Archive for November 29th, 2004

Around the World in a Flying Fuel Tank

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EDWARDS AIR FORCE BASE, Calif.
– Outsiders look at the GlobalFlyer, a single-seat airplane designed
to make the first solo, nonstop, unrefueled
flight around the world, and wonder how a pilot could function for
70 hours in a cigar-shaped cabin so snug he cannot even get out of
his seat.

Technicians at Scaled Composites, the company that built the plane, like to
call it the Flying Fuel Tank. At takeoff – on Jan. 4 or as soon thereafter
as the weather permits – it will weigh as much as a 50-seat commuter plane.
If it is successful, it will land nearly three days later weighing less than
a medium-size S.U.V.

On a recent test flight here it did not so much take off like a jet (which
technically it is) as glide into the sky. Fully loaded, it will need more than
two miles of runway to lift off.

The GlobalFlyer is first of all a feat of engineering – building a plane strong
enough to climb into the sky with so much fuel and efficient enough to fly
almost 20,000 miles without refueling. It is also a test of the pilot’s skill
and of human endurance.

article from the
New York Times

Outsourcing Torture

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In
a particularly disquieting development a local law firm here in the Boston
area has been implicated in a despicable practice which has been largely
overlooked by the American public and press.  We are talking about
the circumvention of legal, moral and international prohibitions of torture
by turning selected suspects over to unscrupulous allies to do the dirty
work for us.

This is no less a crime than hiring someone to kill your
ex-wife. The connection to the Dedham Law firm is convoluted but unquestioned.  They
are the legal owners of a mysterious white private jet which has been
flying all over the world, picking up those selected for torture and delivering
them to the torturers at least since 1991. From the
Boston Globe
:

Since that time, the jet — apparently on long-term
lease to the US military — has surfaced in other alleged cases of what
the CIA
calls "extraordinary" rendition — the secret practice of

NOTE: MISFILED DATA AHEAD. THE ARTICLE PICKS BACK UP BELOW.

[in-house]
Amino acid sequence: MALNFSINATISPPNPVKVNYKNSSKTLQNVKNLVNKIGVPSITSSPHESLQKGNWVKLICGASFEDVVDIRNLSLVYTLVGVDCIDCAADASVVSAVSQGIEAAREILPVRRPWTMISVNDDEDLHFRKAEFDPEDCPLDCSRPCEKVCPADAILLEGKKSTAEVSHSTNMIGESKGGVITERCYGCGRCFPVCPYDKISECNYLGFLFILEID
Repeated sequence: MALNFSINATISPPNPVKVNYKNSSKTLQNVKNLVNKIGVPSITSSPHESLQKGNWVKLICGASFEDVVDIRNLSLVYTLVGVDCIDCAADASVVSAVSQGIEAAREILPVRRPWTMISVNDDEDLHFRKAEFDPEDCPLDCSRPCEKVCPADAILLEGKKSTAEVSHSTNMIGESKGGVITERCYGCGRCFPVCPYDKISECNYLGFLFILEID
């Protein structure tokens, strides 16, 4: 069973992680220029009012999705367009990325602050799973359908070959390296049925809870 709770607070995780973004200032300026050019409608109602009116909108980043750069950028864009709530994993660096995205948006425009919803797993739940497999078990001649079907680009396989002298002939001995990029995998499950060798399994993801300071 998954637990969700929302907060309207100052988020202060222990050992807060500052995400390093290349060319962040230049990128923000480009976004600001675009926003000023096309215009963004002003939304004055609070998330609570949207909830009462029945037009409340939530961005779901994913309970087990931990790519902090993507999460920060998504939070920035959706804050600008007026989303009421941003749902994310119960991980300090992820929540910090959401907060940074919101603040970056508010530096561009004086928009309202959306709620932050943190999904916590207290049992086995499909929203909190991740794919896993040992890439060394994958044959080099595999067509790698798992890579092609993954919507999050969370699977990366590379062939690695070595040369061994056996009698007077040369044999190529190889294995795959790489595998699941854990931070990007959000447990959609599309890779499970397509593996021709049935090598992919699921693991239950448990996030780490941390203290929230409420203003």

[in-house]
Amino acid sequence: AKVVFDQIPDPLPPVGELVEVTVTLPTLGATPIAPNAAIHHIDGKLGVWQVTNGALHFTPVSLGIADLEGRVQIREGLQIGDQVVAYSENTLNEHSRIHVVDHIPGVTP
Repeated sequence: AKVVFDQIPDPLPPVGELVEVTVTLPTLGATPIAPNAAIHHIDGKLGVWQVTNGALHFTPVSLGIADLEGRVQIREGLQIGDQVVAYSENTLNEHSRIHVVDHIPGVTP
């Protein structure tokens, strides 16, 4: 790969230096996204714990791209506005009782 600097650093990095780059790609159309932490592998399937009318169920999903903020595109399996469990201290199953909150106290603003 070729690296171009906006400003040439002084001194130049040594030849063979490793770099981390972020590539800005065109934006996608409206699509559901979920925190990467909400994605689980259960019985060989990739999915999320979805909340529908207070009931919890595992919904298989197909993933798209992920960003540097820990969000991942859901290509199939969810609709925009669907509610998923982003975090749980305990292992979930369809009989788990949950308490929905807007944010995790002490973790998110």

handing prisoners in US custody to foreign governments that don’t hesitate
to use
torture in interrogations.

The covert procedure, which must be authorized by a presidential directive,
has gained little attention inside the United States. Yet, "extraordinary
rendition," one of the earliest tools employed
in the war against terror, has outraged human rights activists and former
CIA agents, who say it violates the international convention on torture
and amounts to "outsourcing" torture.

"People are more or less openly admitting that there are certain practices
that we would rather not do in the US, so why not let our allies do it?" said
Ray McGovern, a former CIA operations officer who has frequently criticized
the tactics used in the war on terror.

In recent weeks, the practice has become nearly synonymous with the white,
20-seat, private Gulfstream jet, numbered N379P and registered in Massachusetts.

Obviously, torture is something we shouldn’t be associated
with in any way, shape or form.  At the same time, and as the gripping
"24" has dramatize, in a hypothetical situation in which terrorists
have smuggled a nuclear device into an American city, and the authorities
have an individual in custody whom they believe knows where it is, what
to do?

Who could argue, with millions of lives at stake, that
the authorities should not do whatever necessary to obtain the information.  Could
it not be argued that if they refrain from using force or torture and the
worst happens, they would be morally if not legally responsible for the
massive death and destruction?

Of course, that is an extreme and fantastic scenario.  The
problem is, if you admit the possibility of torture in such a situation,
where do you draw the line, and how do you avoid using it in cases that
are not so extreme, immediate or clear-cut? What criteria do you apply
to torture?

We do not have the answer, but are convinced that paying
(of course we are paying, but with what corrupt currency?) others to do
our dirty work out of the sight of decent people and the oversight of responsible
authorities is wrong, unAmerican and illegal.

article from the Boston Globe

Is this Possible?

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We
have become obsessed with the idea of connecting a small digital video